The apps were limited, even the demos with a ton of stuff installed. It all seemed very mediocre. There was stuff for reading, stuff for watching, stuff for listening. Nothing for making of course, the new generation should be contented with simply consuming “what is best for them to see”TM and not bother with making things. Ironic considering that Apple’s main line of computer is misconceived as an artists/designers platform by many ignorant people.

Apparently the CPU in these Pad devices is proprietary, not an intel, not an Arm, some custom Apple thing. So it’s unlikely to ever run any Linux variant. Which is a deep backtrack for freedom of hardware platforms.

So how does this change what we do in Ubuntu? Well I don’t think it changes what we do very much. We may need to have some new UI considerations if we want Ubuntu pre-installed on tablets of competing manufacturers. But that’s Canonical’s job and the community isn’t really involved in that process since there are very few solid products the community can get hold of to try and experiment with new ideas and advice for new users.

I’m sure we’ll have something to offer eventually though, but I think the FOSS community is going to be playing catchup so long as the IBM-a-like hardware manufacturers are behind the curve in delivering workable alternatives to the iPad that are popular with FOSS users.

What are your thoughts?

Treat Microsoft Different

I was reading The Register as I do from time to time and was struck by the nature of comments concerning the European commissions battle to redress some balance to Microsoft’s illegal monopoly abuse with regards to internet browsers.

to give you some background: The EU convicted Microsoft of abusing it’s Operating Systems monopoly in order to gain a web browser monopoly.

The proposed solution from Microsoft was originally to not include any browser at all, effectively hobble the operating system in the EU in order to blackmail the EUC into a simple fine. It’s called playing hard ball. Unfortunately for Microsoft the EUC have decided to play hard ball back to them, deciding that that option wasn’t good enough.

Enter idea number two. To present all users of windows (XP, Vista and 7) who have Internet Explorer as their default browser, with a ballot screen. Effectively asking every user what internet browser they would like. The EUC are considering this idea, although Opera objects on grounds of I can’t quite tell.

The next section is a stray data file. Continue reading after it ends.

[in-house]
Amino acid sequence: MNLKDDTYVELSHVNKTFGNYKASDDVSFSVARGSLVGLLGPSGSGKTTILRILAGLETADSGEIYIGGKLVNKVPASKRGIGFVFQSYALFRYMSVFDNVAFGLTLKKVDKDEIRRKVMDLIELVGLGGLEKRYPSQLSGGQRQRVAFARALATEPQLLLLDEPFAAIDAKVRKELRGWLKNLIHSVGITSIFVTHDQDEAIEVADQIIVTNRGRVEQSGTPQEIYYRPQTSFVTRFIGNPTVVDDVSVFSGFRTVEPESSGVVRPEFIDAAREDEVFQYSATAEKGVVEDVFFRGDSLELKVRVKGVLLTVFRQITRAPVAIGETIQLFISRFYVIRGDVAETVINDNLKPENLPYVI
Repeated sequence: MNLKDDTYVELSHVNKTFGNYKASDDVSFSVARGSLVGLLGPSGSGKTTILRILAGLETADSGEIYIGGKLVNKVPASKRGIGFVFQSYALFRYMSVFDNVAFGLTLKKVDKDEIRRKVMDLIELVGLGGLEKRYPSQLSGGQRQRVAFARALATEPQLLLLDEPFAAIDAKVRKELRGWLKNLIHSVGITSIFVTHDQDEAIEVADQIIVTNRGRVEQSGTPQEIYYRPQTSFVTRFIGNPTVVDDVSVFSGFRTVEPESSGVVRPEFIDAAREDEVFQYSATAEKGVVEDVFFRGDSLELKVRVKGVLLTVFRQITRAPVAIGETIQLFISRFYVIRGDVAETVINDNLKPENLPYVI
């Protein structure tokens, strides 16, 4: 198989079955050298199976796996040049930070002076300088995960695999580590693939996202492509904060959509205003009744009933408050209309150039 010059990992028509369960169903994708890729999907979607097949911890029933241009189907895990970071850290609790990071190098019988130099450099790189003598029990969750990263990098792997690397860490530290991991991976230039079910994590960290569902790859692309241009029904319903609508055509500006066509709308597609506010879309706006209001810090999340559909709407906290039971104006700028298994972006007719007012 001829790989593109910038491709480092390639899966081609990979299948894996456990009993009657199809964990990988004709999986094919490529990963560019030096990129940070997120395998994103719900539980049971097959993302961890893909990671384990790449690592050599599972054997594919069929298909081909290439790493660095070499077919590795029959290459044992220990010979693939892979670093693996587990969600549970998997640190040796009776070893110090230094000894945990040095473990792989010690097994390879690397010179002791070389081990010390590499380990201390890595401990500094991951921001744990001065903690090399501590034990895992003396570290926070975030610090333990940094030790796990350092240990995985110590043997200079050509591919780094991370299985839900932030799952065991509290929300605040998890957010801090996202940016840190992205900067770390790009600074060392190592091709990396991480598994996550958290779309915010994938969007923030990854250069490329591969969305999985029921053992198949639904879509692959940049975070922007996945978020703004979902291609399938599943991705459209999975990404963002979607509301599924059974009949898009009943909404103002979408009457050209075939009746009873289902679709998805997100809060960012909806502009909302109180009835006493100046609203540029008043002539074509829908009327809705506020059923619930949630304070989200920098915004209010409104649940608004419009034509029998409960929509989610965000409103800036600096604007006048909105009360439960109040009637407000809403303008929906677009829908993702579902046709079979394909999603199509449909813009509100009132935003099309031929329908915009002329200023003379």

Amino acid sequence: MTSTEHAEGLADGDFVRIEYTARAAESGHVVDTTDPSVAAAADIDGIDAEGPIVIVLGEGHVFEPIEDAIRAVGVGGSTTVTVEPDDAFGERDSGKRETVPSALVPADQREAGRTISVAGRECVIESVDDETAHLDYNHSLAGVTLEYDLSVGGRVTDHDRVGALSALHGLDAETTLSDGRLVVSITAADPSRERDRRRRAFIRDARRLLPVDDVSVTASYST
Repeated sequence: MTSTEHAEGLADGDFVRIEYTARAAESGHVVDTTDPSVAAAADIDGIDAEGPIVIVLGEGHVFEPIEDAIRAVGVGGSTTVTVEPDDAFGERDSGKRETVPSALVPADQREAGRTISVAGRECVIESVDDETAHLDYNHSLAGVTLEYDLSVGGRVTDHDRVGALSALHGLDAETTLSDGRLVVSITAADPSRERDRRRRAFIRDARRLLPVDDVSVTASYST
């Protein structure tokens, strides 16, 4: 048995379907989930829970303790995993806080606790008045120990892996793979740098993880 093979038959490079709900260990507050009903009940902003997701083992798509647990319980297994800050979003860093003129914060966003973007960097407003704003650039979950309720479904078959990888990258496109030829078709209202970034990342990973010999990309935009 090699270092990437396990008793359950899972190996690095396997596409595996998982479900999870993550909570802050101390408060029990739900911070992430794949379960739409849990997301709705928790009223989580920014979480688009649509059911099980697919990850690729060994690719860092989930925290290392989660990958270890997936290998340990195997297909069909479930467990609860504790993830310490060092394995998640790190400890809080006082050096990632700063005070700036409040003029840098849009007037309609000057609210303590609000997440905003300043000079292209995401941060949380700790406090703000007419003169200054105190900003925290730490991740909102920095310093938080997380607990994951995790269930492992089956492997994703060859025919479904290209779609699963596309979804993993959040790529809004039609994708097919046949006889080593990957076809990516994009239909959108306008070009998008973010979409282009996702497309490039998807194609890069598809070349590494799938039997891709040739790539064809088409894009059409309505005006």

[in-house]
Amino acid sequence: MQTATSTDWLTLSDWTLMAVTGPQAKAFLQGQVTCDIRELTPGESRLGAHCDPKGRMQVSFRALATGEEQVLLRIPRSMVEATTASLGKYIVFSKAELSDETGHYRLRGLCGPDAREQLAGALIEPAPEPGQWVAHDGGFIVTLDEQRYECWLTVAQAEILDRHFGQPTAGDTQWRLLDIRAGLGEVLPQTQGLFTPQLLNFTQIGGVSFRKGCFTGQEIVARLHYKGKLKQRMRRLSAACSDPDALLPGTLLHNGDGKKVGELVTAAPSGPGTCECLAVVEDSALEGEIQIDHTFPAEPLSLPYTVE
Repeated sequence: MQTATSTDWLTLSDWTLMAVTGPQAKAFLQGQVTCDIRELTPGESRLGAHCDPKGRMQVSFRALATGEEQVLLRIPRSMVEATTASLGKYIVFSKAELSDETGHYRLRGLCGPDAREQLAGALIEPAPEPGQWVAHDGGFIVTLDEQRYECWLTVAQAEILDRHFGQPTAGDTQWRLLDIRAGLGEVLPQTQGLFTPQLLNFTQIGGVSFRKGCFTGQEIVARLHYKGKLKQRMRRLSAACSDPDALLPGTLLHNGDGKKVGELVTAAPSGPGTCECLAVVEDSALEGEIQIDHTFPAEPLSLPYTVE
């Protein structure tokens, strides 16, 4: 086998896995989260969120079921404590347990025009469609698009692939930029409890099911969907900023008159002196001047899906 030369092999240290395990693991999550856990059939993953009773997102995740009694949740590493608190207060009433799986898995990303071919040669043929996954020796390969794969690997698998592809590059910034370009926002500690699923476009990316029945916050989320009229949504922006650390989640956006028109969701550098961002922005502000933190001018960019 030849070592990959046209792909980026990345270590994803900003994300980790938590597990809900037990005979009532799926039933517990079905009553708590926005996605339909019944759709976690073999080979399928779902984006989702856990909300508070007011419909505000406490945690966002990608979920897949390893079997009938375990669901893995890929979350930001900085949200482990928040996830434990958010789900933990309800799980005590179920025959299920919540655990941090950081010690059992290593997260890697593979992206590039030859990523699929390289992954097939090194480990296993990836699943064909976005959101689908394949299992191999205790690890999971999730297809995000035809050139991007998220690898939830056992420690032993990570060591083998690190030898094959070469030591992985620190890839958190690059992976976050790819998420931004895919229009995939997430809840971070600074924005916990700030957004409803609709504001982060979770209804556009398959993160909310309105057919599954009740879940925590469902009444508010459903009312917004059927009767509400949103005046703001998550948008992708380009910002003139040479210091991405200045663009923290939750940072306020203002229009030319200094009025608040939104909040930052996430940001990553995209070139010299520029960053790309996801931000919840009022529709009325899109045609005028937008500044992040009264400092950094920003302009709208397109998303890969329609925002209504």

OK back to the comments from the article above. There are a number of commentators who are of the opinion that it’s Microsoft’s business as to what to include and what not to include in their operating system, and that if we do not apply the same restrictions to the FreeDesktops like Ubuntu and Apple’s Mac OSX then it wouldn’t be fair.

Since the EU isn’t calling for a ballot screen in Ubuntu, the EUC must be trying to do something improper. Since it’s obviously not very good for a Free Market to have a commission simply making stuff up as it goes along in order to disadvantage one competitor in a market place.

This is a quote from the noted Economist Adam Smith:

The price of monopoly is upon every occasion the highest which can be got. – The Wealth of Nations, Book I, Chapter VII

The problem with Microsoft is that they are a monopoly. This is an economic term for a business who controls the market through being it’s only supplier. This means that the invisible hand of the free market is in chains, so long as there is only one to which all the control is focused.

What regulators attempt to do is redress some of the balances by supporting the competition (financial or regulatory) and/or creating anti competition laws which restrict some of the actions that a company can take in order to use their existing monopoly in order to gain a new one.

For instance, say there was only a single petrol/gas company who sold fuel. Now lets say that the company decided to get into the Hackney Carriage business (taxies). Because of their monopoly status, regulators would be (or should be) keeping a keen eye on what they do in order to break into this market and if they do something to restrict competition unfairly. If it’s seen that this fuel company is using it’s unfair advantage as a fuel supplier to create a taxi monopoly; the regulator has the power to step in and split the monopoly up into a separate taxi business and fuel business and making sure they stay separated in operation.